US Navy and NATO on the Northern Flank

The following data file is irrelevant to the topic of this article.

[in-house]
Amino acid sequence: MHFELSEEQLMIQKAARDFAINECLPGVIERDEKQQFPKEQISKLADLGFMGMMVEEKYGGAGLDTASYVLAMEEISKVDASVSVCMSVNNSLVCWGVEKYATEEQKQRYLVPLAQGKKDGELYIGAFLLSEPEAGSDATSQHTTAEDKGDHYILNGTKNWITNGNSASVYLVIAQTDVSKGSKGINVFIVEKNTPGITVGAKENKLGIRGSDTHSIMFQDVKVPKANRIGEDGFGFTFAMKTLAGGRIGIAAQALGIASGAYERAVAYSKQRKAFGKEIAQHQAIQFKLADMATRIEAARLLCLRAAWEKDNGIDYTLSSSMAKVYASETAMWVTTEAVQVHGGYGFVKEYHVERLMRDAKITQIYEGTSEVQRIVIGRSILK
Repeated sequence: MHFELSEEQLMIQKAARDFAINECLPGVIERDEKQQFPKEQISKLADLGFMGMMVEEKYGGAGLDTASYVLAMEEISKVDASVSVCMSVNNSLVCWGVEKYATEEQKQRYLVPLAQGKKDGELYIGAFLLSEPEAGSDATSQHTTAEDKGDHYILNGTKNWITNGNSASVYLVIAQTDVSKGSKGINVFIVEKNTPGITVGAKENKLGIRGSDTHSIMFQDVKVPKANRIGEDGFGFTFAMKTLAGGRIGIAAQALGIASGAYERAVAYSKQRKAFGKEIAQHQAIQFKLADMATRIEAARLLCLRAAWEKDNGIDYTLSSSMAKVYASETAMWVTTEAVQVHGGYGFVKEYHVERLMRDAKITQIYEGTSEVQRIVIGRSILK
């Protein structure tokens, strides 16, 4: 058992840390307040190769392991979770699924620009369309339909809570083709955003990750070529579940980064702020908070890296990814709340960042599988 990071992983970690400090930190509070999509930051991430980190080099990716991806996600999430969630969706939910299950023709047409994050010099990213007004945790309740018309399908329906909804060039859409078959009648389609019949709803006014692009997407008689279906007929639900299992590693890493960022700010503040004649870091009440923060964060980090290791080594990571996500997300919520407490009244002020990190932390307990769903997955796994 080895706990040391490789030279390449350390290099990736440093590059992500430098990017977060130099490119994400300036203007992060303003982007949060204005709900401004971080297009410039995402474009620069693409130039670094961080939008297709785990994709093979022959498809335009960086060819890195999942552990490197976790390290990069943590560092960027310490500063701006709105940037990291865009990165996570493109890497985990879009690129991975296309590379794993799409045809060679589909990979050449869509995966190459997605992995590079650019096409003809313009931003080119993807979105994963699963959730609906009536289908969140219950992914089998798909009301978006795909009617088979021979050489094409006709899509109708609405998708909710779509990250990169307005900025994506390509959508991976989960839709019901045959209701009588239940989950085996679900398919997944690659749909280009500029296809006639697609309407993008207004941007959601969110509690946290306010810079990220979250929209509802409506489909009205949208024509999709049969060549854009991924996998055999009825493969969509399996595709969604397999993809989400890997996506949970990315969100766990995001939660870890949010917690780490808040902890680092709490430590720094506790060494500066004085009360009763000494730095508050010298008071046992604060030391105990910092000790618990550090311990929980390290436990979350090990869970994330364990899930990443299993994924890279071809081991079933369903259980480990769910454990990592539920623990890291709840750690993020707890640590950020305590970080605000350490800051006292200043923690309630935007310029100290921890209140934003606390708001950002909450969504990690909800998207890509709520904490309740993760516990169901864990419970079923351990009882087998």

Sea. In all, the Soviet Navy deployed thirty submarines and ten surface combatants, the latter armed with cruise missiles, and flew 400 aircraft sorties. Five years later a much larger operation, Okean 75, mounted simultaneous exercises in the Atlantic, Pacific, and Indian Oceans. The Soviets deployed more than 200 ships and launched 700 air sorties. In the North Atlantic the Soviets again appeared to assume that they could halt a NATO carrier advance into the Norwegian Sea. After establishing nominal sea control north of the GIUK Gap during the exercise, some Soviet air, surface, and submarine forces then moved south, apparently to simulate attacks on the North Atlantic convoy routes." The USSR's rising strength at sea was parallelled by increases in other branches of the Warsaw Pact's armed forces. These relative shifts in national military power had political ramifications. During the Nixon era, 1969-1974, the policy of detente with the Soviets reflected, at least in part, a recognition of a decline in US comparative strength, as well as the nation's absorption with the war in Southeast Asia. The Nixon Doctrine revealed the same considerations when it called on US allies to increase their share of the common defence burden.42 During the 1960s and 1970s there were a few optimistic signs for the West's naval readiness. By 1962 five ballistic missile submarines operated in NATO waters, and future plans called for the commitment of many more of these powerful weapons systems as they came off the building ways. It should be noted that the deployment of the SSBNs also was important in allowing the USN to de-emphasize the role of its carriers as a strategic striking force.43 Further, in this period a number of NATO nations, including Norway, Denmark, and Germany in the Northern Flank area, undertook extensive naval construction programs. As a result, by the 1970s sixty-five percent of all ocean-going NATO forces (including twentysix percent of the major combatants) were from non-US navies." Finally, the 1960s and 1970s saw the initial development or introduction of significant new US weapons systems, including the carrier-based A-6 attack bombers and S-3 Viking ASW aircraft, Harpoon and Tomahawk cruise missiles, and the ship-borne Aegis fire control system that greatly increased the Fleet's air defence capabilities." Early in 1968, partly as a result of the West's recognized weakness on the Northern Flank, NATO established the Standing Naval Force, Atlantic. Operating in the northeastern Atlantic, this multi-national command consisted of from four to eleven destroyer-type ships, originally supplied by the Norwegian, British, and Dutch navies. Although ships of most NATO nations rotated through this flotilla, the Standing Force itself was permanent in nature. Strategically it was designed as a low-level deterrent to Soviet aggression. But as Professor Joel Sokolsky points out, the Standing Naval Force may have had even greater significance as a symbol of NATO's commitment to a collective security system." In 1969, Manlio Brosio, NATO's Secretary General, submitted a study of the naval aspects of a limited war on the Northern Flank in which Soviet forces were expected to invade Norway. Despite the Secretary General's concern with the strength of the USSR at sea, he concluded that Western naval forces could counter Soviet air and submarine attacks and win control of the Norwegian Sea. NATO, in Brosio's estimate, then would make Russian positions in Norway untenable.47 Secretary General Brosio's conclusions seemed to be confirmed in 1972 by NATO's Exercise Strong Express. The 300 ships and 700 aircraft committed to that manoeuvre undertook apparently successful ASW operations in the Norwegian Sea, conducted effective